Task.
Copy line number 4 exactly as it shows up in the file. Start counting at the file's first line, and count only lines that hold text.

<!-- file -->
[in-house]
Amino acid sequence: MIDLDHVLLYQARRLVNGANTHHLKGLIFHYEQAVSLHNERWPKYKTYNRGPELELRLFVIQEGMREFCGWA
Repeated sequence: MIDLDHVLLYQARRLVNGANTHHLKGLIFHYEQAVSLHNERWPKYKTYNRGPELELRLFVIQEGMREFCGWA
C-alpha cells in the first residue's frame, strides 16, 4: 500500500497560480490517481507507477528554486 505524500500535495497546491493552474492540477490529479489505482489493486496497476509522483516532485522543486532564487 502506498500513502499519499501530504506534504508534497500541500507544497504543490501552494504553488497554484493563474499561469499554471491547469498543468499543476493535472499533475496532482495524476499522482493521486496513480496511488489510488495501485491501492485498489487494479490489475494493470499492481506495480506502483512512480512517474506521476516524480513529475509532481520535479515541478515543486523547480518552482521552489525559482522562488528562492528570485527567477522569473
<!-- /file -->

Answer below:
C-alpha cells in the first residue's frame, strides 16, 4: 500500500497560480490517481507507477528554486 505524500500535495497546491493552474492540477490529479489505482489493486496497476509522483516532485522543486532564487 502506498500513502499519499501530504506534504508534497500541500507544497504543490501552494504553488497554484493563474499561469499554471491547469498543468499543476493535472499533475496532482495524476499522482493521486496513480496511488489510488495501485491501492485498489487494479490489475494493470499492481506495480506502483512512480512517474506521476516524480513529475509532481520535479515541478515543486523547480518552482521552489525559482522562488528562492528570485527567477522569473